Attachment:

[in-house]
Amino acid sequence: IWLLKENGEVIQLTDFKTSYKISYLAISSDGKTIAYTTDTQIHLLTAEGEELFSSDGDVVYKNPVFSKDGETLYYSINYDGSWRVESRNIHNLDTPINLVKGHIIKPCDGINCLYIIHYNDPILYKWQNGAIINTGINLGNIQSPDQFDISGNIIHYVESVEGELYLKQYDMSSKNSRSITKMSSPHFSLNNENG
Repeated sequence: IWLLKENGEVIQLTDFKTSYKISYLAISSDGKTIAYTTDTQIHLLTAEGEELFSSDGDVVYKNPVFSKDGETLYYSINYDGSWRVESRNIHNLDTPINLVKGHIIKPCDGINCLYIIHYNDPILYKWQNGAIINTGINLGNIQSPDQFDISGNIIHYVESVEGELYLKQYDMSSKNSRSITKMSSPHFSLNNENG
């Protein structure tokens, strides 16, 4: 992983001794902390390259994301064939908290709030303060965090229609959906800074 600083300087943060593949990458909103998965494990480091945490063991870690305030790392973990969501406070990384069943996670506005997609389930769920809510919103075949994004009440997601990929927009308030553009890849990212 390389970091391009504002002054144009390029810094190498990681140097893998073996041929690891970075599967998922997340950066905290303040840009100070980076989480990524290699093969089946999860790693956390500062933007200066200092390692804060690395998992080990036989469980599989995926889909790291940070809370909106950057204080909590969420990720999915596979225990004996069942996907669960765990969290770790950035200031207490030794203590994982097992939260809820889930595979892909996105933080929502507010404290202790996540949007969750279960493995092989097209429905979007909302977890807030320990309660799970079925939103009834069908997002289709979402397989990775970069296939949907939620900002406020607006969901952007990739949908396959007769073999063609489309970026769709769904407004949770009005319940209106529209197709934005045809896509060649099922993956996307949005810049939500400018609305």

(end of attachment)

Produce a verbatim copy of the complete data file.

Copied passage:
[in-house]
Amino acid sequence: IWLLKENGEVIQLTDFKTSYKISYLAISSDGKTIAYTTDTQIHLLTAEGEELFSSDGDVVYKNPVFSKDGETLYYSINYDGSWRVESRNIHNLDTPINLVKGHIIKPCDGINCLYIIHYNDPILYKWQNGAIINTGINLGNIQSPDQFDISGNIIHYVESVEGELYLKQYDMSSKNSRSITKMSSPHFSLNNENG
Repeated sequence: IWLLKENGEVIQLTDFKTSYKISYLAISSDGKTIAYTTDTQIHLLTAEGEELFSSDGDVVYKNPVFSKDGETLYYSINYDGSWRVESRNIHNLDTPINLVKGHIIKPCDGINCLYIIHYNDPILYKWQNGAIINTGINLGNIQSPDQFDISGNIIHYVESVEGELYLKQYDMSSKNSRSITKMSSPHFSLNNENG
């Protein structure tokens, strides 16, 4: 992983001794902390390259994301064939908290709030303060965090229609959906800074 600083300087943060593949990458909103998965494990480091945490063991870690305030790392973990969501406070990384069943996670506005997609389930769920809510919103075949994004009440997601990929927009308030553009890849990212 390389970091391009504002002054144009390029810094190498990681140097893998073996041929690891970075599967998922997340950066905290303040840009100070980076989480990524290699093969089946999860790693956390500062933007200066200092390692804060690395998992080990036989469980599989995926889909790291940070809370909106950057204080909590969420990720999915596979225990004996069942996907669960765990969290770790950035200031207490030794203590994982097992939260809820889930595979892909996105933080929502507010404290202790996540949007969750279960493995092989097209429905979007909302977890807030320990309660799970079925939103009834069908997002289709979402397989990775970069296939949907939620900002406020607006969901952007990739949908396959007769073999063609489309970026769709769904407004949770009005319940209106529209197709934005045809896509060649099922993956996307949005810049939500400018609305």